A probe for the history booksPolitical parties have reached agreement to hold a 90-day legislative investigation into the April 16 sinking of the Sewol ferry in which more than 300 were killed or went missing. Rival parties set aside partisan differences and approved an outline for the probe under pressure from victims’ families, who have been camping outside the National Assembly for days.
One major issue in the wrangling was whether Kim Ki-choon, the president’s chief of staff, would be summoned for questioning. The solution to that thorny issue was not to specifically summon Kim by name, but to require chiefs of his office to come in for questioning as key witnesses. Also summoned will be people from 18 government offices, including the presidential secretariat, national security council, prime minister’s office, National Intelligence Service, Ministry of Security and Public Administration, the Korea Coast Guard, Ministry of National Defense, the Korea Communications Commission and four state agencies: the Korean Register of Shipping, the Korea Shipping Association and public broadcasters KBS and MBC. The scope and scale will be unprecedented, as it should be given the gravity of the crisis that uncovered comprehensive and deep-seated problems such as complacency about public safety, administrative carelessness, lax oversight, collusion and corruption in the bureaucracy, and in Korean customs, social and cultural norms. The parliamentary probe, which will dominate the political scene for most of the summer after it starts next week, must serve as a tipping point for the entire society to question why we care so little about safety in this country and how to finally outgrow our immature ways.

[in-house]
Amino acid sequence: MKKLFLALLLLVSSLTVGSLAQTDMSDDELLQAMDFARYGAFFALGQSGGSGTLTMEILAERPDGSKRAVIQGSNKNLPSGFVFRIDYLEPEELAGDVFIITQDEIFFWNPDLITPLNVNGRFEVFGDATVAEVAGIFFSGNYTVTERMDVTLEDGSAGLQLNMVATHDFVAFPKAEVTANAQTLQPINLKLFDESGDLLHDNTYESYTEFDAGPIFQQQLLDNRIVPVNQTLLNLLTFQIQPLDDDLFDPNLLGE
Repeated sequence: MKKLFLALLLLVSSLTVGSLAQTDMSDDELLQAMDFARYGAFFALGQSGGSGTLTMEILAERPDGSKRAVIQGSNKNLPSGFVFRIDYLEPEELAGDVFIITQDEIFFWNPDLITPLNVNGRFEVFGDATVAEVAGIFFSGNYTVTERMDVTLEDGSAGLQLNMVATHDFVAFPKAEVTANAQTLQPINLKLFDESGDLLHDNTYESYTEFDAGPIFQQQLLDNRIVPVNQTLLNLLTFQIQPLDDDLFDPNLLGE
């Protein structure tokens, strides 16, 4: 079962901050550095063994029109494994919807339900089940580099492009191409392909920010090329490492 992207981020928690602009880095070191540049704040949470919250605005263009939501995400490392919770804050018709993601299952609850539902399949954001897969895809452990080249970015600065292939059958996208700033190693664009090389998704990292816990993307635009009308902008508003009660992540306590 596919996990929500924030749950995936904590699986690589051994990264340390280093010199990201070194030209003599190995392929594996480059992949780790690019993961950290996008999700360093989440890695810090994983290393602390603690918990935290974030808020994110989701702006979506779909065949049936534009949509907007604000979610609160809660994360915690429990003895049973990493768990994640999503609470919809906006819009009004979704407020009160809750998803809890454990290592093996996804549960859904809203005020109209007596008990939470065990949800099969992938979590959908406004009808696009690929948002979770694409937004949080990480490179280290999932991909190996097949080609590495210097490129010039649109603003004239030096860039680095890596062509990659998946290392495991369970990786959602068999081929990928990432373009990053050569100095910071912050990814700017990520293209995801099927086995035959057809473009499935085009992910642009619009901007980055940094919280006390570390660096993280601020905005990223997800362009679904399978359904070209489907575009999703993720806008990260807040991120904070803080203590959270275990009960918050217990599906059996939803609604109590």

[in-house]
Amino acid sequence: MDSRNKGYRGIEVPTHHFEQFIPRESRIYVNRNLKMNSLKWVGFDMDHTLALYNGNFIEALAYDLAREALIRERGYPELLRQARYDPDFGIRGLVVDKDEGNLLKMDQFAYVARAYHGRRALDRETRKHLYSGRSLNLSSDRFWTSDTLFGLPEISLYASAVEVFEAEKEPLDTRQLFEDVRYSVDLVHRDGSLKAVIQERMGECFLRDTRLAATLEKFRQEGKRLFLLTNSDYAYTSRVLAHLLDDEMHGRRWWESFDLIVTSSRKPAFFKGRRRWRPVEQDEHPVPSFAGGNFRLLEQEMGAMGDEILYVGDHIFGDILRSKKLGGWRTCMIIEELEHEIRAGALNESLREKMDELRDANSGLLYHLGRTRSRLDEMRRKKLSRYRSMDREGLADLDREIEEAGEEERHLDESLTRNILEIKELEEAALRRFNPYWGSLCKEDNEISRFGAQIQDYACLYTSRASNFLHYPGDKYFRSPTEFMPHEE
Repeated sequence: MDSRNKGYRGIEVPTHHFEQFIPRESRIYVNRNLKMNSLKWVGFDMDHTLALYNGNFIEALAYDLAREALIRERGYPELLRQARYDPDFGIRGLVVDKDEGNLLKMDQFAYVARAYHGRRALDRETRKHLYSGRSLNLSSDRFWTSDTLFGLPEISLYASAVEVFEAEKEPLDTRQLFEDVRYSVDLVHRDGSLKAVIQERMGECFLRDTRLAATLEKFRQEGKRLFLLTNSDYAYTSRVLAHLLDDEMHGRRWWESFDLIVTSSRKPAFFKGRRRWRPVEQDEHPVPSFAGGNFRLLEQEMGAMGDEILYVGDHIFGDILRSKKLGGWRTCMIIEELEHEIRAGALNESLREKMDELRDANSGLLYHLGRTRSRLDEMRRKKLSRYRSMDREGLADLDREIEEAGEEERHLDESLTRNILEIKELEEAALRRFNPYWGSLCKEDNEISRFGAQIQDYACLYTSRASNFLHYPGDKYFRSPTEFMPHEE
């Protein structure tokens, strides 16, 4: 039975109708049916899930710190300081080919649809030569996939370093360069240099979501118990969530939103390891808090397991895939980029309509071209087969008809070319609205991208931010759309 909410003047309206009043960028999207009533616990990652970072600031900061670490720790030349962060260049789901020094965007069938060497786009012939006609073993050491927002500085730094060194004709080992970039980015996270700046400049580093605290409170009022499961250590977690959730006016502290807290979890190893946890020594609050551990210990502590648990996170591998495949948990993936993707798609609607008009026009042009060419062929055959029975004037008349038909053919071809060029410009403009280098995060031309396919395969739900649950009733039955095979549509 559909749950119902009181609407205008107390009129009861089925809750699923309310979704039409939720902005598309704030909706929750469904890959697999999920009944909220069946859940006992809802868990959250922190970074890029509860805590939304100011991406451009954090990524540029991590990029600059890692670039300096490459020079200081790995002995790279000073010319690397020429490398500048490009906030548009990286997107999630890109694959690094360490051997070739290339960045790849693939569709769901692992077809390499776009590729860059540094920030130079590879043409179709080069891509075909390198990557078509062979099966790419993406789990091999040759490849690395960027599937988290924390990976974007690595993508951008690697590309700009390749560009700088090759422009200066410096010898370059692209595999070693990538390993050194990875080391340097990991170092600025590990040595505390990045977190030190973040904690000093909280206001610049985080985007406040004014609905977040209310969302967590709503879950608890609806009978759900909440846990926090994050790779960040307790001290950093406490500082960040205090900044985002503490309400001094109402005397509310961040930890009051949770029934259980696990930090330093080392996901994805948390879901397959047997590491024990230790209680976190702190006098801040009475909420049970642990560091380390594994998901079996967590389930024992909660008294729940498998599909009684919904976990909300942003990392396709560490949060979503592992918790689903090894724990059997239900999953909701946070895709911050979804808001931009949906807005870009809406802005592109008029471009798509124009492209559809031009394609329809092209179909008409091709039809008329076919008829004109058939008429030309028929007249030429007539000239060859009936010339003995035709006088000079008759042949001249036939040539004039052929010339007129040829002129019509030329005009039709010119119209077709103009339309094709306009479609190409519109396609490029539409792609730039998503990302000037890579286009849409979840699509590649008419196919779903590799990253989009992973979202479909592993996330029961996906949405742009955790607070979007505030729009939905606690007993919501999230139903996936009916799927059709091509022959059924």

Politicians must be aware that this legislative probe isn’t a political contest but a historical mission to come to terms with Korea’s flaws. The causes must be revisited from the very beginning of the Sewol crisis to paint the whole picture of how a ferry with more than 400 people on board listed and sank within easy reach of help, both from the sky and on land. We hope the 18 members on the special committee will write a report that will go down in Korean history as the Bible for improving public safety. Politicians may be tempted to grandstand and attack one another, but what matters in the investigation is the uncovering of truth behind the disaster. Only by capturing the truth can we partly atone for the deaths of so many young people and retool the country as a safer place. Legislators should be the first to prove that Korea can be reborn after the shame of the Sewol tragedy.
JoongAng Ilbo, May 31, Page 30